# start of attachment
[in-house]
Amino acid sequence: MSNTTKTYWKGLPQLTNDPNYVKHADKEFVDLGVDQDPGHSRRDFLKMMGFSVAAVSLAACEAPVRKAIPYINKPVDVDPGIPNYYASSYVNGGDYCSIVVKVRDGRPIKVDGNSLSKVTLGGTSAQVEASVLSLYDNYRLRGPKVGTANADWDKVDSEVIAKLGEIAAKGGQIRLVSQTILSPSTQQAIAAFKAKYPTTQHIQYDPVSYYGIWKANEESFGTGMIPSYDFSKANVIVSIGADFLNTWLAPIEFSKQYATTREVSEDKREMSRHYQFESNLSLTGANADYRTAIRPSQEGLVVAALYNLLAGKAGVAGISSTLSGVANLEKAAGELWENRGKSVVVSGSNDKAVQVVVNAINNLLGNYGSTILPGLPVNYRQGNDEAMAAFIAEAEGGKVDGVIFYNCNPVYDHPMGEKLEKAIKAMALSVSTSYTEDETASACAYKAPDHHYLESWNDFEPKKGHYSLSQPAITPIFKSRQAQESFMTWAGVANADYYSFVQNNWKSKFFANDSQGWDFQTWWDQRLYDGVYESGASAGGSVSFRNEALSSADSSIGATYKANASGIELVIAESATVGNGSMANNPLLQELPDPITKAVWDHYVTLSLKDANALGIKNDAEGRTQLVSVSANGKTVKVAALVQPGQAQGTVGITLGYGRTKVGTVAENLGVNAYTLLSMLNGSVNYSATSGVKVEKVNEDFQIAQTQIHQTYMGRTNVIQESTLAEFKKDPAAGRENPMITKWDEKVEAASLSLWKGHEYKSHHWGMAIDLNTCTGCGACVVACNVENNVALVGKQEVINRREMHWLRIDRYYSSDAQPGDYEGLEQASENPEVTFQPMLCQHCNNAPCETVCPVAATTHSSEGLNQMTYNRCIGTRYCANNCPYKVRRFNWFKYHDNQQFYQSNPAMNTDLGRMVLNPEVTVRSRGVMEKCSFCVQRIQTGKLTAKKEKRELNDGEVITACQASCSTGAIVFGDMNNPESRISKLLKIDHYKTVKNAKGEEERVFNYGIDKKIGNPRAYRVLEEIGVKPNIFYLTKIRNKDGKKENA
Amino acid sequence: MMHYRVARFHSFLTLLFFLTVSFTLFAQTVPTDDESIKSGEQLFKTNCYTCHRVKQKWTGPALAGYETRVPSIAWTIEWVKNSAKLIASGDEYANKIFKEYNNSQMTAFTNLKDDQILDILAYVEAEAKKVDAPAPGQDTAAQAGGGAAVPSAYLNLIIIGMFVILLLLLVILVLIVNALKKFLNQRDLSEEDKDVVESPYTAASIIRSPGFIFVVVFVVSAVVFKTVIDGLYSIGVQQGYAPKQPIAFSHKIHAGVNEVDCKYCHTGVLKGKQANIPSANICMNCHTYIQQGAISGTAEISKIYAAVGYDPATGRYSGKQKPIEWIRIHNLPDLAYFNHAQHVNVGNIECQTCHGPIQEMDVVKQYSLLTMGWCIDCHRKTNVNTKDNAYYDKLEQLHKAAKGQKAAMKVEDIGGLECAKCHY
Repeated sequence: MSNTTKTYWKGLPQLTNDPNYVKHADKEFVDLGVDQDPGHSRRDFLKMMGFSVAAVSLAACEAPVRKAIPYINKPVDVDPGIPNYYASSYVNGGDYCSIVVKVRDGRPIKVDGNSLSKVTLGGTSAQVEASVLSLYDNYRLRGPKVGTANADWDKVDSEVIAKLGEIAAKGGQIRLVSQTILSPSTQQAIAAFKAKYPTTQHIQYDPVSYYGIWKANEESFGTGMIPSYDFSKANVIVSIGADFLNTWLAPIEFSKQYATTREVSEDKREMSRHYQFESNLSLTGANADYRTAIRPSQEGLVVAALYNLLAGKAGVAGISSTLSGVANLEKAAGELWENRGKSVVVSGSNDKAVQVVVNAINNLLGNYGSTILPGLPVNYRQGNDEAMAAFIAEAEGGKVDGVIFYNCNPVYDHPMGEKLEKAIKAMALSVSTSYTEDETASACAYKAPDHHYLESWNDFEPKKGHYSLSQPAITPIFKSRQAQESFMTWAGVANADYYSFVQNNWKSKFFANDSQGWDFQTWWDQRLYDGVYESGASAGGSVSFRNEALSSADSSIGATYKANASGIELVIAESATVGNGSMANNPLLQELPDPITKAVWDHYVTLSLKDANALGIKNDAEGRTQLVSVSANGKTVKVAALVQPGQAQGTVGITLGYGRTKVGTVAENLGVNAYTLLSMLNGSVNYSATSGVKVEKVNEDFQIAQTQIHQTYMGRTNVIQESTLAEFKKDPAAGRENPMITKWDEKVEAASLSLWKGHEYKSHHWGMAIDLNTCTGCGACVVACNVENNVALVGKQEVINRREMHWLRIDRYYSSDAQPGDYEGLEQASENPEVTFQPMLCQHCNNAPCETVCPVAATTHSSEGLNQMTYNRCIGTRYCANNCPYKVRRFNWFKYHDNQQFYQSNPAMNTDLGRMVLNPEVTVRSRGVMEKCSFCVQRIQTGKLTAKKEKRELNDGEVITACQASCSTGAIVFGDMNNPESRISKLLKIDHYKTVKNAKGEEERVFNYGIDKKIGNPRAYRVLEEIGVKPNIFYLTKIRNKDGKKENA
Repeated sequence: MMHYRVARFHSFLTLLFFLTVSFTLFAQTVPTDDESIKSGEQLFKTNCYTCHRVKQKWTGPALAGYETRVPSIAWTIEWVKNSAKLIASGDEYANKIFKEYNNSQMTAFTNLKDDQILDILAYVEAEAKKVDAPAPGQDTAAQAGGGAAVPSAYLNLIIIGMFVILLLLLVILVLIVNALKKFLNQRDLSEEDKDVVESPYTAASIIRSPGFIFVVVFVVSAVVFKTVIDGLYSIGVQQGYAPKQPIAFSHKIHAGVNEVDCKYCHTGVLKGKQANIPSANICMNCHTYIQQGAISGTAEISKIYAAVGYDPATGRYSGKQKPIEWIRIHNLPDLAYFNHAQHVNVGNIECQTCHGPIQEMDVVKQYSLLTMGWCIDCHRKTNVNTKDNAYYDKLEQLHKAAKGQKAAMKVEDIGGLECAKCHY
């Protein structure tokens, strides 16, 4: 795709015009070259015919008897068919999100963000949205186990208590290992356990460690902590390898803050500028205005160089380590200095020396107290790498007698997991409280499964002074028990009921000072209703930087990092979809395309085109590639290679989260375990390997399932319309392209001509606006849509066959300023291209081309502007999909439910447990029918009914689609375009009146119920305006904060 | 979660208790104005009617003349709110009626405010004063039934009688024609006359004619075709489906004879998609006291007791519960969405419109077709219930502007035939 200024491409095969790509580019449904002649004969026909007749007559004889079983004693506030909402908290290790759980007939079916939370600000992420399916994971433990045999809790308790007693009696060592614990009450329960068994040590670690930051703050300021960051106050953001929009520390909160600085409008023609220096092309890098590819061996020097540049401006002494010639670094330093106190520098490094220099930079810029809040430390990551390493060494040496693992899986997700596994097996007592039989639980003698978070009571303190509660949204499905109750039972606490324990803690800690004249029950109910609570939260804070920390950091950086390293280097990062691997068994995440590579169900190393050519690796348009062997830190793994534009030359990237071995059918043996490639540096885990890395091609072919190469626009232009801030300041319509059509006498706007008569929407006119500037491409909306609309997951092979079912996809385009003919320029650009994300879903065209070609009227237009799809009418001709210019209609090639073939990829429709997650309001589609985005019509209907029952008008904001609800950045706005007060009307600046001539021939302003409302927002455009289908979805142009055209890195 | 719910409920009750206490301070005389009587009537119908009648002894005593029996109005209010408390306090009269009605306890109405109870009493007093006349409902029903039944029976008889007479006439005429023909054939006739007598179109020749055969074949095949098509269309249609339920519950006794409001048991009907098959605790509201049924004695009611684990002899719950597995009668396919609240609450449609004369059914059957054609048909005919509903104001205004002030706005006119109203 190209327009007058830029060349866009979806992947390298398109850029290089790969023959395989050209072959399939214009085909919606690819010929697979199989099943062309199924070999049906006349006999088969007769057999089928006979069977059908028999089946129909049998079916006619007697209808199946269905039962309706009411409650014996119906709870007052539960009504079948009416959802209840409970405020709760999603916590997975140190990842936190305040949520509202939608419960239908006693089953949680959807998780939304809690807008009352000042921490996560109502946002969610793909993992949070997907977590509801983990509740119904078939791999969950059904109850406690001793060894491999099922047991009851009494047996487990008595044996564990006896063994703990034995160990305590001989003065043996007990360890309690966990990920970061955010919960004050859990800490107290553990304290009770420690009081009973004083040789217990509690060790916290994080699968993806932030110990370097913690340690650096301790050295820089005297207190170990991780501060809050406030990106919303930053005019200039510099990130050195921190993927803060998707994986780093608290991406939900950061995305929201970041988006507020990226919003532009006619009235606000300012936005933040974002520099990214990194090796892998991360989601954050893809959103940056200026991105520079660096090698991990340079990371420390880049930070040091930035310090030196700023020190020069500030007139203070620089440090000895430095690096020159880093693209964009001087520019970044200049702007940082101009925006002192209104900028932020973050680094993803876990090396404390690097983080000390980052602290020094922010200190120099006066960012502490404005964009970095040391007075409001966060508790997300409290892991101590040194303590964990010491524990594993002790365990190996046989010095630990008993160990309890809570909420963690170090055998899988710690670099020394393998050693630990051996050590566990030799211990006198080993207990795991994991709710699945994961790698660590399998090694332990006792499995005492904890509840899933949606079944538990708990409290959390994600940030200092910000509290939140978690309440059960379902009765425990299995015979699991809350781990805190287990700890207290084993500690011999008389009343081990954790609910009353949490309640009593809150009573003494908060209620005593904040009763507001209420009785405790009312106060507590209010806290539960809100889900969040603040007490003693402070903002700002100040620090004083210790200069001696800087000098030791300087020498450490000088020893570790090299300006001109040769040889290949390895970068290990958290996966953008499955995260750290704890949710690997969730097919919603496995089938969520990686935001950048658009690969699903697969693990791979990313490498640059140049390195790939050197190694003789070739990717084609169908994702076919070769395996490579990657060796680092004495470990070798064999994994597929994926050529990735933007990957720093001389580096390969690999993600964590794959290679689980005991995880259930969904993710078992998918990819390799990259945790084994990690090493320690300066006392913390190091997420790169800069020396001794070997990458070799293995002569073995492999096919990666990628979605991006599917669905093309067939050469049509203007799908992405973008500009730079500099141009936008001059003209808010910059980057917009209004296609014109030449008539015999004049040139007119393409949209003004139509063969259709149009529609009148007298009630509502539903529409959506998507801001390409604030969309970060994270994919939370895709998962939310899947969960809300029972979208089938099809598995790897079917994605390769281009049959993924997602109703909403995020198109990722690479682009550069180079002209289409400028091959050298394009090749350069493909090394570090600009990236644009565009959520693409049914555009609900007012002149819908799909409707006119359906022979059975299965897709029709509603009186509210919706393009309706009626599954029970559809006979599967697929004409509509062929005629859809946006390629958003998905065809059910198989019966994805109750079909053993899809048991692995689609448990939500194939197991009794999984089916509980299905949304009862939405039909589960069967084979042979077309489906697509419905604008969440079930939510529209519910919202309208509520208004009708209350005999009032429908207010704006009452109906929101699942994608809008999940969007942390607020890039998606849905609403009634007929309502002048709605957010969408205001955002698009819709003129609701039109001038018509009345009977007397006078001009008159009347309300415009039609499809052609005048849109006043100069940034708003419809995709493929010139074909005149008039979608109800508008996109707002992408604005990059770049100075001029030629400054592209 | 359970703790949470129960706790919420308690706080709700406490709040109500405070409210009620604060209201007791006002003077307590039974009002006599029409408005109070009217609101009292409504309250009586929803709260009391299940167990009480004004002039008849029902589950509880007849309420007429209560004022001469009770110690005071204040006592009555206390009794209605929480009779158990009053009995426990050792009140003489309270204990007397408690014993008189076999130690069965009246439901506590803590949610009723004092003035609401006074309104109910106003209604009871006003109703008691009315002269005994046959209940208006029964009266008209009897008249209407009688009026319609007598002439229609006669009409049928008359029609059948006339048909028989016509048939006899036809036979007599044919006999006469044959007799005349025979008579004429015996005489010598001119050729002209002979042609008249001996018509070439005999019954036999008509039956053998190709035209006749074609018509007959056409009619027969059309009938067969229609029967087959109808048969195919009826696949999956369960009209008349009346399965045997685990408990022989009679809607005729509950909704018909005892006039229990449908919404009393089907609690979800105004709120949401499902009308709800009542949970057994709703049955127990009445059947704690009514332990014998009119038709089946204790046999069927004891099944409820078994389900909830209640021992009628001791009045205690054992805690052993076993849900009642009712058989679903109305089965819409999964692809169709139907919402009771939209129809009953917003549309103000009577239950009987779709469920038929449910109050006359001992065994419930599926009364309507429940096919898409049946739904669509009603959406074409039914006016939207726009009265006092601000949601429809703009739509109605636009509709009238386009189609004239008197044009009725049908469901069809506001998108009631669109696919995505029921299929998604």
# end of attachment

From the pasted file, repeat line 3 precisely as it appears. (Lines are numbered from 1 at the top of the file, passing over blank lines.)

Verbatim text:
Amino acid sequence: MMHYRVARFHSFLTLLFFLTVSFTLFAQTVPTDDESIKSGEQLFKTNCYTCHRVKQKWTGPALAGYETRVPSIAWTIEWVKNSAKLIASGDEYANKIFKEYNNSQMTAFTNLKDDQILDILAYVEAEAKKVDAPAPGQDTAAQAGGGAAVPSAYLNLIIIGMFVILLLLLVILVLIVNALKKFLNQRDLSEEDKDVVESPYTAASIIRSPGFIFVVVFVVSAVVFKTVIDGLYSIGVQQGYAPKQPIAFSHKIHAGVNEVDCKYCHTGVLKGKQANIPSANICMNCHTYIQQGAISGTAEISKIYAAVGYDPATGRYSGKQKPIEWIRIHNLPDLAYFNHAQHVNVGNIECQTCHGPIQEMDVVKQYSLLTMGWCIDCHRKTNVNTKDNAYYDKLEQLHKAAKGQKAAMKVEDIGGLECAKCHY